Your role as a certified IDD nurse
In establishing standards for the certification of IDD nurses, it is necessary to define the role of the IDD nurse. This role is distinct from the roles of others who may provide additional professional services to the same person in the same setting.
An IDD nurse is a person, who by the virtue of special knowledge, training, and experience, is uniquely able to inform, motivate, guide, assist, and care for individuals with IDD.
In this process, it is the primary responsibility of the IDD nurse to be able to recognize which problems are beyond the scope of his/her training, skill, or competency and to be willing and able to refer the individual to other appropriate professional services.
The professional activities of the IDD nurse will, out of necessity, cover a broad range of approaches, techniques, and modalities appropriate for the infinite variety of characteristics that include the lifestyle and developmental levels of individuals with IDD.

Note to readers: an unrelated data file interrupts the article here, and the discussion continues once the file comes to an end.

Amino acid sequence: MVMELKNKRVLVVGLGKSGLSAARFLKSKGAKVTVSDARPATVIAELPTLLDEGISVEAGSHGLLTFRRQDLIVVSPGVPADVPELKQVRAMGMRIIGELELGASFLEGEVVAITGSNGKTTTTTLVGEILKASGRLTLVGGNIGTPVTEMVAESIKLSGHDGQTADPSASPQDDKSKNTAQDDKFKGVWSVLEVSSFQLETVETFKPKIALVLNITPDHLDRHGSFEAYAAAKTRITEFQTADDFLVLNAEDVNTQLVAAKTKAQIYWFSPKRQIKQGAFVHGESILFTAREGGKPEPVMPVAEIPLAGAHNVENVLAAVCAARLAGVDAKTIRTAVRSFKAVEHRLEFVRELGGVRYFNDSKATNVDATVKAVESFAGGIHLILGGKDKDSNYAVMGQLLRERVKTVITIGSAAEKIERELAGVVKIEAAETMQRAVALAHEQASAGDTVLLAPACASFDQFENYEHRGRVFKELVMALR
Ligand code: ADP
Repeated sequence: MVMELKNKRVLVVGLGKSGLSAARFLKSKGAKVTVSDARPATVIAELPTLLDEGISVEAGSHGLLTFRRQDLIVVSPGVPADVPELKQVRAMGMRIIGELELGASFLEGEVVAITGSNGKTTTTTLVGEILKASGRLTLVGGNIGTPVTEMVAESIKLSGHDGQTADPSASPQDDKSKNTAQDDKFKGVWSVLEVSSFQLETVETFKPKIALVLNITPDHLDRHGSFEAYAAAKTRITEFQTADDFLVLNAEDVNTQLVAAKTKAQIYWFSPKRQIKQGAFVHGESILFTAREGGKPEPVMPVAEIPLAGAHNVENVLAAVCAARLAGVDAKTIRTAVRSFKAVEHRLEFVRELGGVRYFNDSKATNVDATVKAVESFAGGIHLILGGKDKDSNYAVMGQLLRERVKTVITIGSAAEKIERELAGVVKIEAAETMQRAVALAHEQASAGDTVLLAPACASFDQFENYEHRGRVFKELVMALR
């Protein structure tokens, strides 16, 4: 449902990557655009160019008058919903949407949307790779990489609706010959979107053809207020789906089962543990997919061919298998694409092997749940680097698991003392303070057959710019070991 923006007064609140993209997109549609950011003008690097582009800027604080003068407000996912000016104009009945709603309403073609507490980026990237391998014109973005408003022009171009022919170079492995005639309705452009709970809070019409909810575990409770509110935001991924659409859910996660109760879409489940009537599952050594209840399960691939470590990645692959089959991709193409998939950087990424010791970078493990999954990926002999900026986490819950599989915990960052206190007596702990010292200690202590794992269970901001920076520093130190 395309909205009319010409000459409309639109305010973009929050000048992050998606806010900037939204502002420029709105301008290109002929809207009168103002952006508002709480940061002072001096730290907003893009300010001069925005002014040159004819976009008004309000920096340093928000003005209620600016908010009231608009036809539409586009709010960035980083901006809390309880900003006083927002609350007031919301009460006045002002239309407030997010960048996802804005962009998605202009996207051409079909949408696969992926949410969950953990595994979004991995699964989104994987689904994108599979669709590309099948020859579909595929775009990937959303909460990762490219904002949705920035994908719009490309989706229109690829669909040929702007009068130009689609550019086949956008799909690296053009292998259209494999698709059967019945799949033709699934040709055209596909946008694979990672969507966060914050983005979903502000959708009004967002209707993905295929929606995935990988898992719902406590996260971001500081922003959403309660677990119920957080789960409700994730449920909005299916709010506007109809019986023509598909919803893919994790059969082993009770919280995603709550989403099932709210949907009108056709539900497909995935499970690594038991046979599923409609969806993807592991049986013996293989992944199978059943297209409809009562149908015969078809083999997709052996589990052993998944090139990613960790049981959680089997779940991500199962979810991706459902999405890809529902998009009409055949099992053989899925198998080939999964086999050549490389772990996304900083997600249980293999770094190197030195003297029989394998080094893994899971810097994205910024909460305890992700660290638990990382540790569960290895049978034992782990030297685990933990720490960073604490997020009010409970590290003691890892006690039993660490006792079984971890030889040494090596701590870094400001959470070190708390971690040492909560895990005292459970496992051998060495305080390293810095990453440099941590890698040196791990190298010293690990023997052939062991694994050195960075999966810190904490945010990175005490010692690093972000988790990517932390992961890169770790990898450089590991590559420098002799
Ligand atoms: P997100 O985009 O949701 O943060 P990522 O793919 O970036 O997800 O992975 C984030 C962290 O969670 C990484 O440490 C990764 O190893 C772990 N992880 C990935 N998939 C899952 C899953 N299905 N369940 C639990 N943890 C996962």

Tasks of an IDD nurse
The tasks which the IDD nurse performs and the areas in which she or he is expected to be competent will generally fall into the following categories:
- Staff education/training
- Direct care
- Supervision of staff
- Individualized Service or Education Plans (ISPs or IEPs)
- Consumer education/training
- Service coordination/case management
- Quality assurance
- Medical or other health-related appointments
- Medication administration and treatments
- Interdisciplinary team meetings
- Diagnostics testing
- Advocacy/consumer rights
- Networking/professional issues
- Program development
There are a number of other activities IDD nurses may be expected to perform. While such activities may be important to a particular agency, they may not be considered an essential part of the function of the IDD nurse for professional certification purposes.
Personal attributes of an IDD nurse
- Ability to relate comfortably, confidently, and effectively with individuals with IDD;
- Sincere interest in supporting individuals with IDD and in the provision of humanitarian, sophisticated, and quality care;
- Ability to pinpoint problems and implement effective action toward their solution;
- Ability to motivate change in others;
- Ability to work in team situation with other professionals in various disciplines and with individuals with IDD;
- A positive attitude toward individuals with IDD and their care;
- Adherence to values and ethics commonly associated with professionals having access to confidential and sensitive client/consumer information;
- Ability to serve all individuals without discrimination as to race, color, creed, age, gender, sexual orientation, or abilities.